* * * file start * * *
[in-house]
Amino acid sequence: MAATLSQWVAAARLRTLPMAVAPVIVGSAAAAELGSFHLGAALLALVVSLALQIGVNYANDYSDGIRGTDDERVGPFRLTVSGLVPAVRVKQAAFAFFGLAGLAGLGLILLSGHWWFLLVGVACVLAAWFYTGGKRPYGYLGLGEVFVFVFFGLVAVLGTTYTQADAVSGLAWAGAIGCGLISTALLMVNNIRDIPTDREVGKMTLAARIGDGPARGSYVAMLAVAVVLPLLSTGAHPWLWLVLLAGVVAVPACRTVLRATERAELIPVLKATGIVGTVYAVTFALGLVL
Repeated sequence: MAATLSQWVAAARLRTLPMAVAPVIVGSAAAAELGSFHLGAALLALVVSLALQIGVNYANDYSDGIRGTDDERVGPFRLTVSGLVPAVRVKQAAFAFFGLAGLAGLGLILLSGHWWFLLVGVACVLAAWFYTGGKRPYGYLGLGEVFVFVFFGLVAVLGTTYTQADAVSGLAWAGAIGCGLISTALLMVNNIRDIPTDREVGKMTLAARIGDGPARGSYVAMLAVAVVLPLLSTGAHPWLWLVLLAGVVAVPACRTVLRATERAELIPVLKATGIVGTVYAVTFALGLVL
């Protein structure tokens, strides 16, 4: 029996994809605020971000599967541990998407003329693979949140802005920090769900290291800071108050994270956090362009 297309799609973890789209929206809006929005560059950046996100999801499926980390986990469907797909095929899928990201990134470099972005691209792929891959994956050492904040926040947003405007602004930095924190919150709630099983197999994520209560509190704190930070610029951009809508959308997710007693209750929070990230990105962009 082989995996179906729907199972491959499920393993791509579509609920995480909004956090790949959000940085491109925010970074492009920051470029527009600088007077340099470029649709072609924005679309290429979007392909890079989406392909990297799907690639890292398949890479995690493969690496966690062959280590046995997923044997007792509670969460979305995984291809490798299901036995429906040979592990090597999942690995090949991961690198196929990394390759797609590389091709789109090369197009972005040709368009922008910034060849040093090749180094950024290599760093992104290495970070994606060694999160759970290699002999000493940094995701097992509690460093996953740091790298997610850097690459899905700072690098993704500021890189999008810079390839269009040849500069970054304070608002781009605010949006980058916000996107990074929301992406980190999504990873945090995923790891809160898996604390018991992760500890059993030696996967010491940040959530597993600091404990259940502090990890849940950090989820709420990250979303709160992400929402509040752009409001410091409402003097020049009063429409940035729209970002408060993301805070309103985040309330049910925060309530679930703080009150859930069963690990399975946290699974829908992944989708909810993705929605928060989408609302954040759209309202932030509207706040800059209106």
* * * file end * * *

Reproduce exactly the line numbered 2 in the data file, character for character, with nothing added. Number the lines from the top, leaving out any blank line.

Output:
Amino acid sequence: MAATLSQWVAAARLRTLPMAVAPVIVGSAAAAELGSFHLGAALLALVVSLALQIGVNYANDYSDGIRGTDDERVGPFRLTVSGLVPAVRVKQAAFAFFGLAGLAGLGLILLSGHWWFLLVGVACVLAAWFYTGGKRPYGYLGLGEVFVFVFFGLVAVLGTTYTQADAVSGLAWAGAIGCGLISTALLMVNNIRDIPTDREVGKMTLAARIGDGPARGSYVAMLAVAVVLPLLSTGAHPWLWLVLLAGVVAVPACRTVLRATERAELIPVLKATGIVGTVYAVTFALGLVL